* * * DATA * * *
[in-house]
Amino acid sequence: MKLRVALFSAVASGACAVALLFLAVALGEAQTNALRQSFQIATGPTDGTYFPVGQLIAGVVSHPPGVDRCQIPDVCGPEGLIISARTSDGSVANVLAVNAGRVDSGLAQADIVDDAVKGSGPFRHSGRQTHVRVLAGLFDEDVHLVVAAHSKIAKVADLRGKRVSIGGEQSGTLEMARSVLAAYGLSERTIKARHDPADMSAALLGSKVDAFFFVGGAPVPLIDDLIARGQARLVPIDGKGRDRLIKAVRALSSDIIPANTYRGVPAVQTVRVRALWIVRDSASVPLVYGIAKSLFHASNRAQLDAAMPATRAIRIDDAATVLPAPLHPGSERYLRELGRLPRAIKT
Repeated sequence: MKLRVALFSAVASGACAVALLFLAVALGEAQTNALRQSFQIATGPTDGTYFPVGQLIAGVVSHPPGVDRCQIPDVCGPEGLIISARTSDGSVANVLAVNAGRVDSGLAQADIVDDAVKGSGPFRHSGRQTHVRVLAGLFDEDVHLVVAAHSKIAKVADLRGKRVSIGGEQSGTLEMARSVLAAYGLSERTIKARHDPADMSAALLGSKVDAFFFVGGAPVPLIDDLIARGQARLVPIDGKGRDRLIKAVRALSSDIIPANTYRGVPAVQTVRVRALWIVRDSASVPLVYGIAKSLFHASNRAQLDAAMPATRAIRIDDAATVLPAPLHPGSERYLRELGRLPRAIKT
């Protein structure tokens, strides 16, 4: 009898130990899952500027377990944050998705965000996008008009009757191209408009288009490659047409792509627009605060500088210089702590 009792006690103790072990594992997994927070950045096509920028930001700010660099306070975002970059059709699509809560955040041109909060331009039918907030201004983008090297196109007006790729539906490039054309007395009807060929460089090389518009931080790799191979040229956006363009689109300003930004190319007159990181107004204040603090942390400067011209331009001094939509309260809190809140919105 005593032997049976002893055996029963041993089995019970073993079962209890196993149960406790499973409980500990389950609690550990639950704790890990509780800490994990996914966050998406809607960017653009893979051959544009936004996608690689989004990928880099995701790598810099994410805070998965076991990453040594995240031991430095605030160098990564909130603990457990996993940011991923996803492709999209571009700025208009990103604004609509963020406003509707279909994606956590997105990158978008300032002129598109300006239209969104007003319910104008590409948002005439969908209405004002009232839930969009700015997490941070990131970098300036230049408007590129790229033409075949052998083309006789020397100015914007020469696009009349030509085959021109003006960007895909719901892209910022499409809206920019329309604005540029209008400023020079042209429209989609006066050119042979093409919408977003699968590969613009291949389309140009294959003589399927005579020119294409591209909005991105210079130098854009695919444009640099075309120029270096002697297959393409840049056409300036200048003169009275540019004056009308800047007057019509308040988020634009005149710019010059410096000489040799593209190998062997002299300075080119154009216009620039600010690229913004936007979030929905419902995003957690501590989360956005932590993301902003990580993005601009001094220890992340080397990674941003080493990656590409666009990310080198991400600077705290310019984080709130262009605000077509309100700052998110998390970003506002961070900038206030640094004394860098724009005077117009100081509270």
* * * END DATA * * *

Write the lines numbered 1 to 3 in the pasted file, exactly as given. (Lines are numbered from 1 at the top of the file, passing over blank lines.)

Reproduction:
[in-house]
Amino acid sequence: MKLRVALFSAVASGACAVALLFLAVALGEAQTNALRQSFQIATGPTDGTYFPVGQLIAGVVSHPPGVDRCQIPDVCGPEGLIISARTSDGSVANVLAVNAGRVDSGLAQADIVDDAVKGSGPFRHSGRQTHVRVLAGLFDEDVHLVVAAHSKIAKVADLRGKRVSIGGEQSGTLEMARSVLAAYGLSERTIKARHDPADMSAALLGSKVDAFFFVGGAPVPLIDDLIARGQARLVPIDGKGRDRLIKAVRALSSDIIPANTYRGVPAVQTVRVRALWIVRDSASVPLVYGIAKSLFHASNRAQLDAAMPATRAIRIDDAATVLPAPLHPGSERYLRELGRLPRAIKT
Repeated sequence: MKLRVALFSAVASGACAVALLFLAVALGEAQTNALRQSFQIATGPTDGTYFPVGQLIAGVVSHPPGVDRCQIPDVCGPEGLIISARTSDGSVANVLAVNAGRVDSGLAQADIVDDAVKGSGPFRHSGRQTHVRVLAGLFDEDVHLVVAAHSKIAKVADLRGKRVSIGGEQSGTLEMARSVLAAYGLSERTIKARHDPADMSAALLGSKVDAFFFVGGAPVPLIDDLIARGQARLVPIDGKGRDRLIKAVRALSSDIIPANTYRGVPAVQTVRVRALWIVRDSASVPLVYGIAKSLFHASNRAQLDAAMPATRAIRIDDAATVLPAPLHPGSERYLRELGRLPRAIKT